The National Theatre pulled off an audacious masterstroke back in June when, just five days after the Rebekah Brooks trial for phone hacking ended, they opened a bustling new comedy at the Lyttelton Theatre that provided a very thinly disguised fictionalised version of many of the events that the trial itself had revolved around.
This was satire at its most robustly topical. But if yesterday's newspapers are today's fish and chip wrapping, who cares anymore about the lies and hypocrisy of already discredited journalists at News International three months later? Isn't it time to move on?
As luck would have it for the National, they've been blessed with good timing once again as they transfer that play to the West End — just last week it was announced that another newspaper group Trinity Mirror has admitted for the first time that some of its journalists were involved in phone hacking, too, and have agreed to pay compensation to some of the people affected.
So the story refuses to go away. And fun as it is to check off the many real-life references to what emerged through the Brooks trial, is Richard Bean's play a sturdy enough comic vehicle to survive on its own merits?
A second viewing now confirms that it is. Though some of the comedy is heavy-handed, it is more often still surprisingly hard-hitting. No one emerges with much credit here, from newsroom team to fawning politicians and police (some of whom are in bed, literally, with the editor of the Free Press) to "PR consultants". Bean provides a teeming behind-the-scenes portrait of the workings of a modern tabloid newsroom in all its amorality and hypocrisies, as we follow the paper's news editor Paige Britain (now played by Lucy Punch) on her rise to the top of the dung heap, while the editor she replaces Wilson Tikkel (Robert Glenister) heads to a new role as the Prime Minister's head of communications.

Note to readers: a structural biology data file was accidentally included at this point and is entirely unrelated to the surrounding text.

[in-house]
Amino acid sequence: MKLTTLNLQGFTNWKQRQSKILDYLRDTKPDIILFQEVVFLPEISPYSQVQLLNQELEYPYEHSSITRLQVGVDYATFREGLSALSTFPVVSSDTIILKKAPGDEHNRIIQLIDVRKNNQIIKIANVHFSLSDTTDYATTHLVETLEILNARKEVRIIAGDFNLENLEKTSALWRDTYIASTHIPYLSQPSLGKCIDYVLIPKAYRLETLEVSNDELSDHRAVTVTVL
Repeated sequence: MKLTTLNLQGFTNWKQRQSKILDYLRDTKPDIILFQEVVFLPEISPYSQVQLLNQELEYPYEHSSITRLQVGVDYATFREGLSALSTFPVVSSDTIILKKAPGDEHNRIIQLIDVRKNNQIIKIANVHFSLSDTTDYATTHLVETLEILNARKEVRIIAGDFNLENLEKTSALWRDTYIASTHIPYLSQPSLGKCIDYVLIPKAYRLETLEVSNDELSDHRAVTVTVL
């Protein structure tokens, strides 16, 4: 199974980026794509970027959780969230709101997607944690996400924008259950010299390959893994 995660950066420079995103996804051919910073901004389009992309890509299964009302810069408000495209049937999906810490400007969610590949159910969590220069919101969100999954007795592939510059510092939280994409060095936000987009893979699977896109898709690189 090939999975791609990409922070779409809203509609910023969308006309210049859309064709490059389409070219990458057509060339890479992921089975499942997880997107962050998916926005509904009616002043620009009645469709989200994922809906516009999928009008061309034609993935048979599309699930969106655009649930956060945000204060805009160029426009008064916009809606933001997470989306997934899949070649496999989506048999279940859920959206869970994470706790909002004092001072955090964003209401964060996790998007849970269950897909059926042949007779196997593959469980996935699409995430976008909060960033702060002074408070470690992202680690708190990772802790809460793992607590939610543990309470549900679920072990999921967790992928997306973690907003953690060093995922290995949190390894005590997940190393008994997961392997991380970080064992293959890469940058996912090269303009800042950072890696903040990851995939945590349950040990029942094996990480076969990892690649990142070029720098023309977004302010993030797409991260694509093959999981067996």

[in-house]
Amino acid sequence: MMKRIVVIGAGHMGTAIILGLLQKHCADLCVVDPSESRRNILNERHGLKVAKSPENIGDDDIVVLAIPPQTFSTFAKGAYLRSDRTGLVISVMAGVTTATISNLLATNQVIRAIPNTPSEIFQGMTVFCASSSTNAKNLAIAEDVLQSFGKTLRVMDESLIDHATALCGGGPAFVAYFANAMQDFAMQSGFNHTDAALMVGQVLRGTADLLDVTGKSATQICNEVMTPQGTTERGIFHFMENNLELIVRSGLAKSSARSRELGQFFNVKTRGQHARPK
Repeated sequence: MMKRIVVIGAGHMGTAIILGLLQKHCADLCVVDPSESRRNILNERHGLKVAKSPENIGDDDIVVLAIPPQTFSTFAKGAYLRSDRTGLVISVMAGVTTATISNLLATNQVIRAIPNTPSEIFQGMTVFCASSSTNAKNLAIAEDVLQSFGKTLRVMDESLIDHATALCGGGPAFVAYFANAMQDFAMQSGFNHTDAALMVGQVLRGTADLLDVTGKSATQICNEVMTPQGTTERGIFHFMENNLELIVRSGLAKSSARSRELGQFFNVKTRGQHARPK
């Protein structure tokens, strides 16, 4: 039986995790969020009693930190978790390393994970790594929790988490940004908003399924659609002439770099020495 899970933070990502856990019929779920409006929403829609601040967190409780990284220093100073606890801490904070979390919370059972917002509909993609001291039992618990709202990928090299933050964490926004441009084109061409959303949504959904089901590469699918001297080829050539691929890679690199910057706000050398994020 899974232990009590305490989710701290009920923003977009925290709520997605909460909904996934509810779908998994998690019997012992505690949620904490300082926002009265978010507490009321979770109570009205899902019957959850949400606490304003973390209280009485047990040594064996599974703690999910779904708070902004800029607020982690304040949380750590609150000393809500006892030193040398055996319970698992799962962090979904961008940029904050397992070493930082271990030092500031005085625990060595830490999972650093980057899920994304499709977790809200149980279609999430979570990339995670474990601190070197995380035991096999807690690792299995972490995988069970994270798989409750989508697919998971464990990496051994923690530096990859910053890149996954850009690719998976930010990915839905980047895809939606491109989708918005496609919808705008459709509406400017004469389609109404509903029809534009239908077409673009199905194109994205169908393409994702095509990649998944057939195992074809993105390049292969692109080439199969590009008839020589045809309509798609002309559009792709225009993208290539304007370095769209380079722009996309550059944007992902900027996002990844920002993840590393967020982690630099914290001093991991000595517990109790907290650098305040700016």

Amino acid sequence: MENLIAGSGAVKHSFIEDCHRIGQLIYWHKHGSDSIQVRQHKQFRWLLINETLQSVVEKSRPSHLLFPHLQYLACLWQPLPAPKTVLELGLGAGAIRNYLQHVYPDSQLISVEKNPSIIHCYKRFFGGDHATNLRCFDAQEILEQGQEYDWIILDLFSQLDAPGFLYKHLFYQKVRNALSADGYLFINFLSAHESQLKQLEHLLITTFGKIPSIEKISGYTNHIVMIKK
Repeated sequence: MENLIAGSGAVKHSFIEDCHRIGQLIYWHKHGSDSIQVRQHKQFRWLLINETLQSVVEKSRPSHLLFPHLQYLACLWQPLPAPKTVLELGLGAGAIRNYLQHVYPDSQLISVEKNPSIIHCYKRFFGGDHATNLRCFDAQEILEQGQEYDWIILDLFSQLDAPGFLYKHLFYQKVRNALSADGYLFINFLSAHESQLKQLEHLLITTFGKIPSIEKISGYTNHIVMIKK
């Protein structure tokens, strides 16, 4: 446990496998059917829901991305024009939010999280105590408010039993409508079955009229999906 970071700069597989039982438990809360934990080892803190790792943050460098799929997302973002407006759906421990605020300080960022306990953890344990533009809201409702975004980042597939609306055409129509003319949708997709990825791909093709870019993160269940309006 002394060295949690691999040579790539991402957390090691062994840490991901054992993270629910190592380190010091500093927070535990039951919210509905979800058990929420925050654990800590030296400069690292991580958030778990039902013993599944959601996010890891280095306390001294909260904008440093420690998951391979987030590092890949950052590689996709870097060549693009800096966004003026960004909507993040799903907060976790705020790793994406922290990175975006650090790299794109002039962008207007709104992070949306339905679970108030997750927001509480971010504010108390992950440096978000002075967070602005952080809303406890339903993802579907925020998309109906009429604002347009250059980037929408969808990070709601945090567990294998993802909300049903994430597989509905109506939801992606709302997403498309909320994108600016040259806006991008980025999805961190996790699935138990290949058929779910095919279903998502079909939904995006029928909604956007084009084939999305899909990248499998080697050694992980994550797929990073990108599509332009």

The plotting may be rather dense, but director Nick Hytner keeps it going with a great deal of comic momentum, and spirited performances by the large cast, most of whom have been retained since the original National Theatre run. The main newcomers are Lucy Punch replacing Billie Piper as Paige Britain, and lending her the poised ease of the morally bankrupt, and Ben Mansfield replacing Oliver Chris as assistant police commissioner Donald Doyle Davidson, a brilliant foil to the ongoing ridiculousness of his boss, superbly played by Aaron Neil.
"You’ll laugh, you’ll be appalled and you’ll have a memorable evening out - perhaps a little discomfort is a small price to pay."
Paul Gent for The Telegraph
"Nicholas Hytner’s production bounds along like the class clown, sticking two fingers — and often one — up at a range of targets."
Fiona Mountford for The Evening Standard
External links to full reviews from popular press